Killerton: Charles Dyke Acland and the HMS Helicon

Emilie  took part in a one-week curatorial research micro-internship in September 2021, hosted by the University of Oxford National Trust Partnership team in collaboration with National Trust staff.

My project brief for the week centred on Charles Richard Dyke Acland (1793-1828), the third son of Sir Thomas Dyke Acland and a captain in the Royal Navy in the early nineteenth century. This project was linked to the National Trust property of Killerton which was owned by the Acland family until 1944. The research had been inspired by the recent discovery of Charles’ log books which had proved to be far more than lists of locations and dates – instead, they were similar to diary entries in which Charles recorded his thoughts and experiences as captain of the HMS Helicon between 1825 and 1828. Significantly, these notes included detailed accounts of Charles’ encounters and interactions with traders of enslaved people along the East African coastline.


As intriguing as this project sounded, it was also quite daunting at the beginning of the week. As a student of Classical Archaeology and Ancient History, the closest I had come to this time period since my A Levels was in a module focusing on the Roman empire in the second to fourth centuries C.E.! Consequently, my first task of the week was to try and gain a degree of perspective on this period; a thesis recommended by the National Trust was helpful with regard to the Royal Navy while I also used articles by Rothery and French to look into the experiences of the gentry at this time. These latter articles were particularly useful in contextualising the background of Charles Dyke Acland.


Research into the HMS Helicon was an interesting element of this project as there are records of a number of ships bearing this name and it was unclear as to which vessel Charles had captained. The breakthrough came with the discovery of plans in the National Maritime Museum of a new class of ship which was commissioned in the early nineteenth century and on which was listed the HMS Helicon, launched in 1808. O’Byrne’s 'Naval Biographical Dictionary' (1849) helped me to identify officers connected to the HMS Helicon and create a list of sailors who had served under Capt. Acland. I really enjoyed this part of the research as it allowed me to look more closely at names belonging to less privileged people as well as to widen the focus to consider the experiences of others in the Navy. One of my favourite finds during the week was a letter from the Assistant Surgeon to Rear Admiral Hood Hanway Christian, dated to between 1826 and 1827, in which the sailor complained about the condition of his hammock on the Helicon – this anecdote helped to shed light on life for those less powerful on Royal Navy ships.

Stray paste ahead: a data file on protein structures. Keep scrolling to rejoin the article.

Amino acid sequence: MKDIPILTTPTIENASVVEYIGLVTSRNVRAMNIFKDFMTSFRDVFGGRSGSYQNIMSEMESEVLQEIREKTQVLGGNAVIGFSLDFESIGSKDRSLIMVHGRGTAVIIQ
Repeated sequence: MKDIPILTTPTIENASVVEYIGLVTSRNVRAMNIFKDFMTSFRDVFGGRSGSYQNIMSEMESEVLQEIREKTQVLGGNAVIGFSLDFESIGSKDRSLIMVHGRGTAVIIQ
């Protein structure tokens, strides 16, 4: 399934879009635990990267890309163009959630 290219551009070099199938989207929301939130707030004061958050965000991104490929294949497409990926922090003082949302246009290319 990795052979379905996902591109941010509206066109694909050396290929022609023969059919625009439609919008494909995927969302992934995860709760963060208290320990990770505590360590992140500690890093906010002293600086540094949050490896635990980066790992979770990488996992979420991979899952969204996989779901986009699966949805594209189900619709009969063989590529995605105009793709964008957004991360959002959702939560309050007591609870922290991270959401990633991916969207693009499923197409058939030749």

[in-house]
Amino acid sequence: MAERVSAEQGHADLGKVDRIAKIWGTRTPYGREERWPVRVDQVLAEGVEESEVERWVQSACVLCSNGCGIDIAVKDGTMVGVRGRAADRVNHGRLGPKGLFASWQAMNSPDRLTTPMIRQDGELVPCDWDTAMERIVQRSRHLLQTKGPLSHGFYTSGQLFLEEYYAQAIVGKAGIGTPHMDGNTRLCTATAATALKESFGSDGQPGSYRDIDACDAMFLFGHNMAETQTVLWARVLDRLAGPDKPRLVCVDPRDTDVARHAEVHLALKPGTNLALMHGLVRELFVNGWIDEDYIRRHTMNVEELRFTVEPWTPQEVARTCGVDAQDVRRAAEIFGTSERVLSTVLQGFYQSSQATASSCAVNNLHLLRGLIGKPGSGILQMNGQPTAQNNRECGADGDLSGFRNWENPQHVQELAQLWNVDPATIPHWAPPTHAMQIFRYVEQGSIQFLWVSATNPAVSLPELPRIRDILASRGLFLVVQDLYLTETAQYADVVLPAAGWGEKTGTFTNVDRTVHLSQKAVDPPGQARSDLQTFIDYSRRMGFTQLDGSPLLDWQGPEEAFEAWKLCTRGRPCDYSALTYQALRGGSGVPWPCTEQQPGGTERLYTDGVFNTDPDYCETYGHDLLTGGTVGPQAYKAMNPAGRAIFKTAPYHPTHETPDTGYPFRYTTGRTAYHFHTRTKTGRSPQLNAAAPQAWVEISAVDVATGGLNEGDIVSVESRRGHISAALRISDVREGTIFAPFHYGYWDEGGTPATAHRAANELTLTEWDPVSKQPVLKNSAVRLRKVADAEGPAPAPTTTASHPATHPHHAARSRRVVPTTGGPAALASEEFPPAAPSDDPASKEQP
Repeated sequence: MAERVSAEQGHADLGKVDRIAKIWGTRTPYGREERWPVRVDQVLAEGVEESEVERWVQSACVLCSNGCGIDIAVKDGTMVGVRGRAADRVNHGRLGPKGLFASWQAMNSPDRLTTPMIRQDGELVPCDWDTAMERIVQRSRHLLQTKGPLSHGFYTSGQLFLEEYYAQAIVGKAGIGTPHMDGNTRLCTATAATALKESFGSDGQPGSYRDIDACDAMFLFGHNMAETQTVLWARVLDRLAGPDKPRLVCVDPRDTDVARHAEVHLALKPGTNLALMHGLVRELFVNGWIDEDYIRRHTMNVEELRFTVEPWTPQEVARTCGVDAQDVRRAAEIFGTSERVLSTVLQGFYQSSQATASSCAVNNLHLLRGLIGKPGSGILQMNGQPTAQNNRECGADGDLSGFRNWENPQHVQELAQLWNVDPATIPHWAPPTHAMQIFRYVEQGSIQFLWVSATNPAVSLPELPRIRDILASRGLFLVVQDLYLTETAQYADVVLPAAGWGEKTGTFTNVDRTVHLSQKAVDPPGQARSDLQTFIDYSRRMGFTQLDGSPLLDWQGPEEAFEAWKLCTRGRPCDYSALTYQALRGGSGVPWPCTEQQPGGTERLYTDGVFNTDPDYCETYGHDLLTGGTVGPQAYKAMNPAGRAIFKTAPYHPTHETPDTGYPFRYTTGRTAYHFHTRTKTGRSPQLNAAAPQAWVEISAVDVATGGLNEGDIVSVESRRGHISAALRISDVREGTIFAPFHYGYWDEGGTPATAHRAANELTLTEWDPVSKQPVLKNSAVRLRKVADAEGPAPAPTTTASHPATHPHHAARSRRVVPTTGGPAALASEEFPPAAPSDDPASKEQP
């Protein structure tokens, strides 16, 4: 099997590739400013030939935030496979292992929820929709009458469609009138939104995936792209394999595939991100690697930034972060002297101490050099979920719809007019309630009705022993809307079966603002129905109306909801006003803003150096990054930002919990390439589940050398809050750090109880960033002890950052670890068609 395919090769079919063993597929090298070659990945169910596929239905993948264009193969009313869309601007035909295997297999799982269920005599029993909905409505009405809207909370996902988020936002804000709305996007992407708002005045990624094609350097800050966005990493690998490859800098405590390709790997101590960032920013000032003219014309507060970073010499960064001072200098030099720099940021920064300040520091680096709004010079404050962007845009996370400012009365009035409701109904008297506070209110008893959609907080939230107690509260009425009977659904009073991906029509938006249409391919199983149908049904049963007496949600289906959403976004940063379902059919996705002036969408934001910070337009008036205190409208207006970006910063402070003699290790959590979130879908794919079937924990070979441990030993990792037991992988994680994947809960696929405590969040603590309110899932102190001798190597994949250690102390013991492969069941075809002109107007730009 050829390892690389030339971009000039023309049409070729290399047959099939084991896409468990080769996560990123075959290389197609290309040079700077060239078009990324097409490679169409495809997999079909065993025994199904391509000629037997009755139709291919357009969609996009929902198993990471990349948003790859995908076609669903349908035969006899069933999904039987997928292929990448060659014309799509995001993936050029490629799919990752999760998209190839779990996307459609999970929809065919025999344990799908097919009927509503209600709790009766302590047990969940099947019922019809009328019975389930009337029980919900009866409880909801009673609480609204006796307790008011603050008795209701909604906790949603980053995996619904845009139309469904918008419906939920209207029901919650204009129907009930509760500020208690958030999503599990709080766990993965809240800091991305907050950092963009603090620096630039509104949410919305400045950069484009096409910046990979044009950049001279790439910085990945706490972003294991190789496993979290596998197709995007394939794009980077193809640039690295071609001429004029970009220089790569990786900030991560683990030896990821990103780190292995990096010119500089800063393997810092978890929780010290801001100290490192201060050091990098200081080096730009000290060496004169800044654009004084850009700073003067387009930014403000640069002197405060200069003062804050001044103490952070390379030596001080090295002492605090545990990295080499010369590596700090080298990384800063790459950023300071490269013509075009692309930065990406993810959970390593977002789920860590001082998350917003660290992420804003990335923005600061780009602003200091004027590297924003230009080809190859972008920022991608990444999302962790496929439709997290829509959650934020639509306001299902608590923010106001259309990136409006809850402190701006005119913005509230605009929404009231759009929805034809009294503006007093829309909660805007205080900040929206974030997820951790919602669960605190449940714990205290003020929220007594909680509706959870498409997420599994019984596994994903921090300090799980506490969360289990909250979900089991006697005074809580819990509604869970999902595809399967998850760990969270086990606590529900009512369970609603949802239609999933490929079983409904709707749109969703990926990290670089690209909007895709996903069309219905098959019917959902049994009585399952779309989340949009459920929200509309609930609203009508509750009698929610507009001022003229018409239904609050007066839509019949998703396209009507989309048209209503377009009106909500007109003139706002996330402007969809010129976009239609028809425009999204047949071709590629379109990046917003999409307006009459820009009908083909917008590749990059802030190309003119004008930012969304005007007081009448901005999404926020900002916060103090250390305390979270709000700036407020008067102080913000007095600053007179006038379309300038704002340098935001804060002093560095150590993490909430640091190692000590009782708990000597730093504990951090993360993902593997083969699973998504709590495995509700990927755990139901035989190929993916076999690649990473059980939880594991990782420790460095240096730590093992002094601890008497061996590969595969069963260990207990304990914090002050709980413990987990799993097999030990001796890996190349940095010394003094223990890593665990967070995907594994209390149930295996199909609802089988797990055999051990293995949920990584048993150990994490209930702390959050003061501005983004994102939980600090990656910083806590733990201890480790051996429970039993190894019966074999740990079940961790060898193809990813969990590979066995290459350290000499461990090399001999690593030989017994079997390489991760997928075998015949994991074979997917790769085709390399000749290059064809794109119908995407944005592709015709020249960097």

The focus in the latter part of my week was the important topic of the suppression of the East African and West Indian Ocean trade of enslaved people undertaken by the Royal Navy in the nineteenth century – principally, Charles’ connections to, and involvement with, these patrols. Two sets of notes in the National Archives were especially helpful as they listed the places visited by Charles between 1825 and 1828; these mentioned Zanzibar and Mauritius which were important centres on these routes associated with the trade of enslaved people. Although these notes haven’t been fully digitised so I couldn’t access them online, they not only add detail to the log books now held at Killerton but also link Charles to specific places which might offer further evidence that could be useful for future research.


Overall, I found undertaking my research into the Acland family really rewarding although I feel that I was only able to ‘scratch the surface’ of what proved to be a fascinating topic with multiple avenues for future investigation. My meetings with the National Trust staff were always helpful, the internship supervisors (Alice Purkiss and Dr. Hanna Smyth) were always on hand to offer guidance and support, and I really appreciated the opportunities to learn more about the National Trust, curatorship and the heritage sector more generally. Having just finished my degree, I am beginning to explore more fully my careers options; following this internship, heritage roles are definitely an area I would love to learn more about and pursue further.

Emilie recently graduated from Exeter College, Oxford, with a First Class degree in Classical Archaeology and Ancient History.

Find out more about the National Trust Partnership here.

Find out more about the TORCH Heritage Programme here.

A driveway at the front of the frame leads to a two-story light brown building with a flat roof. The building is framed on either side by a garden in bloom.

Killerton, National Trust property. ©National Trust Images/Chris Lacey